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A patient preference and satisfaction study of ciclesonide nasal aerosol and mometasone furoate aqueous nasal spray in patients with perennial allergic rhinitis

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Patients' preference and satisfaction with their nasal allergy medications may be influenced by their sensory attributes. This study evaluates patient preference and satisfaction with ciclesonide hydrofluoroalkane nasal aerosol (CIC-HFA) compared with mometasone furoate aqueous nasal spray (MFNS). Symptomatic subjects with perennial allergic rhinitis (PAR) were randomized to CIC-HFA at 74 micrograms or MFNS at 200 micrograms q.d. in an open-label, two-period, crossover study. Subject preference was recorded as total preference score (TPS; average of 17 individual preference items) at the end of treatment period 2, and satisfaction was assessed with a 76-item, self-administered instrument at baseline and at the end of each 2-week treatment period. The primary assessments were TPS and regimen attributes composite satisfaction score composed of two of nine satisfaction subscales: sensory impact (including medication running out of the nose, medication running down the throat, and impact on smell and taste) and regimen management (comprised of issues relating to dosing and ability to remember to take medication). Two hundred ninety-four subjects completed the study. A total of 68.1% of subjects preferred CIC-HFA (p < 0.0001 versus MFNS), with a mean TPS of 68.3 versus 31.7 for the MFNS group. The regimen attributes composite satisfaction score significantly (p < 0.0001 for each treatment period) favored CIC-HFA versus MFNS at the end of treatment period 1 (85.5 vs 77.6) and treatment period 2 (83.0 versus 73.5), respectively. In this study, subjects reported higher preference for and satisfaction with CIC-HFA compared with MFNS, suggesting significant differences in patient perception of attributes in favor of CIC-HFA. Clinical trial registration URL and registration number:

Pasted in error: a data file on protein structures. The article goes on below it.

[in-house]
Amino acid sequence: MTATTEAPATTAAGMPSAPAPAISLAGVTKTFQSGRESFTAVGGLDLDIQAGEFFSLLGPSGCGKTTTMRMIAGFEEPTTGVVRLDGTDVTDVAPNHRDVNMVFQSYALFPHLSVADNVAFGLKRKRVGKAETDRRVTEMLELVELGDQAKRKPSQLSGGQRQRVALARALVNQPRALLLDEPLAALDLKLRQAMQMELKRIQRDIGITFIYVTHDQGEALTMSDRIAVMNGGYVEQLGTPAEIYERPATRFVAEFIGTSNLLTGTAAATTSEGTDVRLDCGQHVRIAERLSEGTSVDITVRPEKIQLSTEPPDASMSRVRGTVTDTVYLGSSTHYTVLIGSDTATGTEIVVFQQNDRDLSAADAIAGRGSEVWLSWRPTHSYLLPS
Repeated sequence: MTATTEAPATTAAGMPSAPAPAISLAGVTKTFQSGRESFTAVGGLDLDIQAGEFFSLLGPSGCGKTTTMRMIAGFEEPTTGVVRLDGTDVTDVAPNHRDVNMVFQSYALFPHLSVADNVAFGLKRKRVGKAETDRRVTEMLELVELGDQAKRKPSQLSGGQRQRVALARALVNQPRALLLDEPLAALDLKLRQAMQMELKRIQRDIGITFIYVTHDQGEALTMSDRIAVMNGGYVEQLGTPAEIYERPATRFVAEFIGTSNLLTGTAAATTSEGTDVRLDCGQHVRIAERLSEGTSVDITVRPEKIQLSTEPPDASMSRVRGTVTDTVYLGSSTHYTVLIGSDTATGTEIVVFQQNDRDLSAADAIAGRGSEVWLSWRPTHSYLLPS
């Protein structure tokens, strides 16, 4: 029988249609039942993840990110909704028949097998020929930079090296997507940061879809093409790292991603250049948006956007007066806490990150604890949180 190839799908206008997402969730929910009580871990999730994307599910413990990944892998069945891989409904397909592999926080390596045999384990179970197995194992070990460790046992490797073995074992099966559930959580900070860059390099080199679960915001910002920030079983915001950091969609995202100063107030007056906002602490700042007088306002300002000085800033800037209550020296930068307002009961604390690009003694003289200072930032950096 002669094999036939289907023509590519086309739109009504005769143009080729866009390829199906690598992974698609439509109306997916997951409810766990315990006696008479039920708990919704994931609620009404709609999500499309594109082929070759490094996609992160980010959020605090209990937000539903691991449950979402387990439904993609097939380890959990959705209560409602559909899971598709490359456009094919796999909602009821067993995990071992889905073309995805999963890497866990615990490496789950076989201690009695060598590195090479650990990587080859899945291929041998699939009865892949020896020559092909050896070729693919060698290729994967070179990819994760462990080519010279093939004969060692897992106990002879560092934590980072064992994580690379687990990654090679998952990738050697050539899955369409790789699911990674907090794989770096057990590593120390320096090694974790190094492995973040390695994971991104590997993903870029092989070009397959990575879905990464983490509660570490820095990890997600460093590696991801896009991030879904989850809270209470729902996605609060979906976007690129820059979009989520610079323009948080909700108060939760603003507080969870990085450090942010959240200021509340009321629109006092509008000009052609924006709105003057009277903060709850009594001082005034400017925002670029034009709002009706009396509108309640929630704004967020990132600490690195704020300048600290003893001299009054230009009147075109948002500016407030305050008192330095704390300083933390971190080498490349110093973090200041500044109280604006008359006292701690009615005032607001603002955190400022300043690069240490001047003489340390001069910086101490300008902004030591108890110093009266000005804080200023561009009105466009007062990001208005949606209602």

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Keywords: Allergic rhinitis; ciclesonide-HFA; intranasal corticosteroids; mometasone furoate; nasal symptoms; patient-reported outcomes; perennial; preference; satisfaction; sensory attributes

Document Type: Research Article

Affiliations: Allergy and Asthma Associates of Southern California, Mission Viejo, California, USA

Publication date: November 1, 2013

More about this publication?
  • Allergy and Asthma Proceedings is a peer reviewed publication dedicated to distributing timely scientific research regarding advancements in the knowledge and practice of allergy, asthma and immunology. Its primary readership consists of allergists and pulmonologists.

    The goal of the Proceedings is to publish articles with a predominantly clinical focus which directly impact quality of care for patients with allergic disease and asthma and by having the potential to directly impact the quality of patient care. AAP welcomes the submission of original works including peer-reviewed original research and clinical trial results. Additionally, as the official journal of the Eastern Allergy Conference (EAC), AAP will publish content from EAC poster sessions as well as review articles derived from EAC lectures.

    Featured topics include asthma, rhinitis, sinusitis, food allergies, allergic skin diseases, diagnostic techniques, allergens, and treatment modalities. Published material includes peer-reviewed original research, clinical trials and review articles.

    Articles marked "F" offer free full text for personal noncommercial use only.

    The journal is indexed in Thomson Reuters Web of Science and Science Citation Index Expanded, plus the National Library of Medicine's PubMed service.
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